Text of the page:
LA REPRODUCTION INTERDITE
When Loulou peers into the full-length mirror on the closet in the hall – the only one he can reach because of his smallness – he sees his sleek Pomeranian face reversed, but he sees his face. This portrait of the master’s friend Edward James shows the back of the man’s head twice and a book by Poe. Les aventures d’Arthur Gordon Pym reflects correctly, but James’ eyes, nose, mouth, etc. are not reproduced. Poe himself called the novel – his only one – “a very silly book.” Loulou has to agree, but that doesn’t mean it’s bad. An important pre-condition of creativity is a feeling of weirdness. Loulou, unlike Poe, doesn’t have many experiences at sea to draw upon, but that’s all right. Like the master, he’s quite capable of traveling in his mind. Like the master, he finds what he needs right here in the apartment. James will hang the painting in the ballroom of his London home, another place Loulou will probably never go. He pictures himself there, counting out a waltz, dancing to a song of his own composition: I’ve been to the moon. It’s not that great. I’ve been to the stars. They were okay. I’ve never been dead, but it’s probably fine. The back of the moon: we never see it. The back of your own head: you never see it. You don’t have to go far to find the unknowable.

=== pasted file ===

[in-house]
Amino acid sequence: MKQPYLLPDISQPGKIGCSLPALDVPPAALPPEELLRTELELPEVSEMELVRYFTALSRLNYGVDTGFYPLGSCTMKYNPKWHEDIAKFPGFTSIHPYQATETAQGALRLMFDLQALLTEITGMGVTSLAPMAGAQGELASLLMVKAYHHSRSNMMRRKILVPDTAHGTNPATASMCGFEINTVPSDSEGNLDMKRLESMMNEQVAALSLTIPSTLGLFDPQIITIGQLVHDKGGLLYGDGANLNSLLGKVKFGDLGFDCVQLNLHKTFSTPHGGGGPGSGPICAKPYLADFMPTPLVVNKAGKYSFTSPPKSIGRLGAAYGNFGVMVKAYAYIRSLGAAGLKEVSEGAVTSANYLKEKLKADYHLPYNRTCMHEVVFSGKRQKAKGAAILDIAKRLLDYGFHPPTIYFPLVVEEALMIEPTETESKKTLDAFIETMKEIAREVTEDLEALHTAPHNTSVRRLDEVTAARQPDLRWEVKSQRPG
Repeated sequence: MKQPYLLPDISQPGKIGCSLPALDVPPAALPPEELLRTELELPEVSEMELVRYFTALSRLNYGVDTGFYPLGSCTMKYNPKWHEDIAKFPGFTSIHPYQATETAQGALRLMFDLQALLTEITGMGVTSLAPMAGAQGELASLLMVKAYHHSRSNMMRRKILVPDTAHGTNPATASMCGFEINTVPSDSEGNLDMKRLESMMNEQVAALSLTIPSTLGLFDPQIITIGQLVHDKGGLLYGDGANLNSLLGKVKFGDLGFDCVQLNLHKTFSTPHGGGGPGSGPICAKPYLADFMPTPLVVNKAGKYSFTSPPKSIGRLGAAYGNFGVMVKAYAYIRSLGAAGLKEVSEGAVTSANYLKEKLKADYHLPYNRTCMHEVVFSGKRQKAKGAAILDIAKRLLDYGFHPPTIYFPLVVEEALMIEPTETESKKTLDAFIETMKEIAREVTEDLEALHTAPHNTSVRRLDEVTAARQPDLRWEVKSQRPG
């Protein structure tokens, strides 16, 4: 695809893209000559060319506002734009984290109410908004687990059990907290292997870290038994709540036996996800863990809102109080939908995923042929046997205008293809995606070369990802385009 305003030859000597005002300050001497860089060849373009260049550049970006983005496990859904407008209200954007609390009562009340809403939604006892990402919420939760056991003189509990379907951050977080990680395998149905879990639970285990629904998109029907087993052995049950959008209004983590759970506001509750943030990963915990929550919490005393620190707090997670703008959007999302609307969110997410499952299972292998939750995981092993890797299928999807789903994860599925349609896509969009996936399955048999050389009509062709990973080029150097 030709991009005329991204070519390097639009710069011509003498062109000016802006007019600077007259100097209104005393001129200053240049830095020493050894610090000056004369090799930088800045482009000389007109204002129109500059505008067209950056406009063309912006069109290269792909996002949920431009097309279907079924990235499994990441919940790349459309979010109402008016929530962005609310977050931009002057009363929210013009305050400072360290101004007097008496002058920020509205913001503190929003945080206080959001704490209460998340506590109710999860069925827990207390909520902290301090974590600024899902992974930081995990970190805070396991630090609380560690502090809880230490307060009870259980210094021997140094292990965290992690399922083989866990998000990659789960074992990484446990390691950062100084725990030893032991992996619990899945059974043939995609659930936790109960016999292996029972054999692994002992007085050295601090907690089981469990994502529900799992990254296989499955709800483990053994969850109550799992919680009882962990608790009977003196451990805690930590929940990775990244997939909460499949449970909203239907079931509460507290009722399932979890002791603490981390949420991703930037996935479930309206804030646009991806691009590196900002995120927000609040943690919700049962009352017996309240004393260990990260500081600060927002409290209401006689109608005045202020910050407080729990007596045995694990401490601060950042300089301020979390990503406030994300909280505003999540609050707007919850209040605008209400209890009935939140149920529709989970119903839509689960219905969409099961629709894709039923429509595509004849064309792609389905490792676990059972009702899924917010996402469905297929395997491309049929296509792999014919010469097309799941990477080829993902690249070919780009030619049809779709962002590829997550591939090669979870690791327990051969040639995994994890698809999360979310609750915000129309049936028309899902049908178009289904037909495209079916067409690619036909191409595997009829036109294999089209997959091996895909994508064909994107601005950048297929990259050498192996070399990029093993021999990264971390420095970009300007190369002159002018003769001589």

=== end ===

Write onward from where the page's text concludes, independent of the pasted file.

The house is haunted but nobody’s home. Only us chickens, standing still as sculpture while Loulou, the immortal Pomeranian, & Georgette, Magritte’s guardian angel, take us on a tour of the asylum. The rooms in Kathleen Rooney’s The Listening Room are always listening, always watching. The walls have ears. The tears have eyes. Sometimes the screams are silent. Sometimes the silence is deafening. Stark & hard-edged as the paintings themselves, this novel in poems and flashes inhabits a world much like our own — suspended in a glazed animation of doomed hope & hopeful doom, where the virtual is realer than reality, where the muse & the bemused are confused, where the funny is wedded to the sad in unholy matrimony. “Mystery,” Magritte wrote late in life, “is not one of the possibilities of reality. Mystery is what is absolutely necessary for reality to exist.” Take a load off. Escape is not an option. There are no windows & no doors, only holes through which the sky or an oncoming train pours in. The stairs dead end. The clouds are voodoo dolls, sweet enough to eat. But who, Georgette & Loulou forever wonder, will devour whom?
A founding editor of Rose Metal Press and a founding member of Poems While You Wait, Kathleen Rooney is the author, most recently, of the novel Lillian Boxfish Takes a Walk (St. Martin’s Press, 2017). With Eric Plattner, she is the co-editor of Rene Magritte: Selected Writings (University of Minnesota Press, 2016). Married to the writer, Martin Seay, she lives in Chicago and teaches at DePaul University.